A LITTLE BIT OF CONTEXT

Diversity is a relatively new phenomenon and one that is still making the rounds. If we went back to even 25 years, we would see several examples of blatant discrimination. For instance, a 2006 - ABA Commission of Women in the Profession Report - "Visible Invisibility: Women of Color in Law Firms" study found some disturbing findings. These are:

  • Of the women of color who worked in law firms, two-thirds said they had been excluded from networking opportunities. However, only 4 percent of white men had the same experience.
  • Almost fifty percent of the women of color had been victims of harassment and demeaning comments. In contrast, only 3 percent of white men were in the same position.
  • Forty-four percent of the women of color did not get the assignments they wanted. Unsurprisingly, only two percent of the men faced the same situation.
  • Fifty-three percent of the women of color continued to practice in law firms compared to 72 percent of white men.

IN RECENT YEARS

Although we have come a long way in recent years, things have not improved drastically. In the last two decades, corporations have emphasized and made strides in having a diversified workplace. In contrast, many law firms seem stuck in the past. Though there have been efforts to reverse the trend, it seems as if most of them have not achieved the desired level of success.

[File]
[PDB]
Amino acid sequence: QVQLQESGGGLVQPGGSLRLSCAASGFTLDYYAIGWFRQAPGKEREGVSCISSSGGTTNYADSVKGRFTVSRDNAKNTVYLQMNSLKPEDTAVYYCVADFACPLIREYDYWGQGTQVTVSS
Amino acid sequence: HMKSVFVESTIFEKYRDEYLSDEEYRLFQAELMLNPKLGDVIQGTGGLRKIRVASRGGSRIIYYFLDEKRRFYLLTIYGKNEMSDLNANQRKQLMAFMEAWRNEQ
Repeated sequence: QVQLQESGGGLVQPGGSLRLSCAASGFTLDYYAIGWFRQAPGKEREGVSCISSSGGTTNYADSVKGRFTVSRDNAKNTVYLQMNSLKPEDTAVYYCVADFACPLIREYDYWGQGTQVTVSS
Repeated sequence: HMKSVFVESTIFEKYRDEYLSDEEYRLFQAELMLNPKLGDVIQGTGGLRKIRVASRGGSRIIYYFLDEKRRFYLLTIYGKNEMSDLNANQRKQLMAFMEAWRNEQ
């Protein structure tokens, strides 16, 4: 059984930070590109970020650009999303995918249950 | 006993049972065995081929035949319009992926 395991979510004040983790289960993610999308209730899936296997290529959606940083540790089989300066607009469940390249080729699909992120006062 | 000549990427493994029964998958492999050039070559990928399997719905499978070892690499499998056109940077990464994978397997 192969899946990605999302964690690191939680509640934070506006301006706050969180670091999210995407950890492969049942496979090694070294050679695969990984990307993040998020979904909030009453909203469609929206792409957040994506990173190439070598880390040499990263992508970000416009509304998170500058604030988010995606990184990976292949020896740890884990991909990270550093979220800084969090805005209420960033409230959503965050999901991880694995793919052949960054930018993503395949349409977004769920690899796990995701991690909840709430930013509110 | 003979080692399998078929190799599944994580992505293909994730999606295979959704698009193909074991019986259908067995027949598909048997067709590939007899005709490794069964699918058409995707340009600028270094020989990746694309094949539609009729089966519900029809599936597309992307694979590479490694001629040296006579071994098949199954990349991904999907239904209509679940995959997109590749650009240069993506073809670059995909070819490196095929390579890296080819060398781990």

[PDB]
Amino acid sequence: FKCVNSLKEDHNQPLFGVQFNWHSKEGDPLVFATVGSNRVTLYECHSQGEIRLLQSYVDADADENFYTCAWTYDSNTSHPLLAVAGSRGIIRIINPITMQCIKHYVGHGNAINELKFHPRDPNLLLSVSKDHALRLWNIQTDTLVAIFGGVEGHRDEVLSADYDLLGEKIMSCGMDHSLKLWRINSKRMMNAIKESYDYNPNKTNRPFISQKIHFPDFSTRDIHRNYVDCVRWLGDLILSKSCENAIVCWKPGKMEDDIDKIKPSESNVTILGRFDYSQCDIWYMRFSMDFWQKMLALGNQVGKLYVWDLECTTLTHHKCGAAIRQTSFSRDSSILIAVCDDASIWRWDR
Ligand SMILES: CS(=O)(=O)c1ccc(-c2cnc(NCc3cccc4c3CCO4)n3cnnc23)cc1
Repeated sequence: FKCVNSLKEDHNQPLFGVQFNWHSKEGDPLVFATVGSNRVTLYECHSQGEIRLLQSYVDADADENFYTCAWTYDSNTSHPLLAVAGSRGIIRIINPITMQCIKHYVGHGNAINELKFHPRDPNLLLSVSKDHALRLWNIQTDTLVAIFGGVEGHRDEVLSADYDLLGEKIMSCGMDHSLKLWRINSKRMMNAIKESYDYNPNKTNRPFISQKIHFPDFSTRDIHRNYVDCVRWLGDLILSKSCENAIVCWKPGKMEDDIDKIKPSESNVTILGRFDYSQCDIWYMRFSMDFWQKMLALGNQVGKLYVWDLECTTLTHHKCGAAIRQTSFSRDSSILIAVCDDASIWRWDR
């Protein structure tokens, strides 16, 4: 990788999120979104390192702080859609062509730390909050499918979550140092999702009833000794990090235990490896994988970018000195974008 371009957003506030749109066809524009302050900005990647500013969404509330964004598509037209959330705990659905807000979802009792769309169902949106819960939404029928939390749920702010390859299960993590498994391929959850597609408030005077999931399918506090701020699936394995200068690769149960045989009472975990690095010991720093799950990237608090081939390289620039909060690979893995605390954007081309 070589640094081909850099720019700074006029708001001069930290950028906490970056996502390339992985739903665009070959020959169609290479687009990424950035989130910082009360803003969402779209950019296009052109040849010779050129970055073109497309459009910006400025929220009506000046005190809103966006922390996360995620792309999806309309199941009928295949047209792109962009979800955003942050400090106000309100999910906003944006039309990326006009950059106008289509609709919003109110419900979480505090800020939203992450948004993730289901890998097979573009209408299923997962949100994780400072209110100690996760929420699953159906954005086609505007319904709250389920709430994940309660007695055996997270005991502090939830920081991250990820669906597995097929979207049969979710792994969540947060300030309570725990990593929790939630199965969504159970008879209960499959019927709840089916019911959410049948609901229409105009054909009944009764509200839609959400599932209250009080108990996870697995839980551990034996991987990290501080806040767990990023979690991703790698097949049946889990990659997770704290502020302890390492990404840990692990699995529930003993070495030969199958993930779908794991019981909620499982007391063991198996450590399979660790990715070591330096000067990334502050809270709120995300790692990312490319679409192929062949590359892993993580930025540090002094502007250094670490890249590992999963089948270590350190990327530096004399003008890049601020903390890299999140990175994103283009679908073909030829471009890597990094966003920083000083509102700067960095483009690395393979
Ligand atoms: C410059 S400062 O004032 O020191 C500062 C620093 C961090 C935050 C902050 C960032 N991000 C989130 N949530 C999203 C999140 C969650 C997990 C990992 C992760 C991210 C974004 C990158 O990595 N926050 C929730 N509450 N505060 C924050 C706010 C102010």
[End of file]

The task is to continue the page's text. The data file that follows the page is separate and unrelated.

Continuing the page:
According to the "Bias Interrupters Project - You Can't Change What You Can't See: Interrupting Racial and Gender Bias in the Legal Profession," women of color in the legal profession continue to face bias and harassment at every level within the legal industry:

  • Fifty-eight percent of women of color attorneys were thought to be janitorial staff. In contrast, only 7 percent of the white male lawyers reported the same.
  • 63 percent of the women of color had to go the extra mile to get the same recognition as their male colleagues
  • Men of color and white women experience a "prove-it-again" bias at an increase of 25 percent compared to white men. Women of color experience "prove-it-again" discrimination at a much higher percentage -35 percent as compared to their counterparts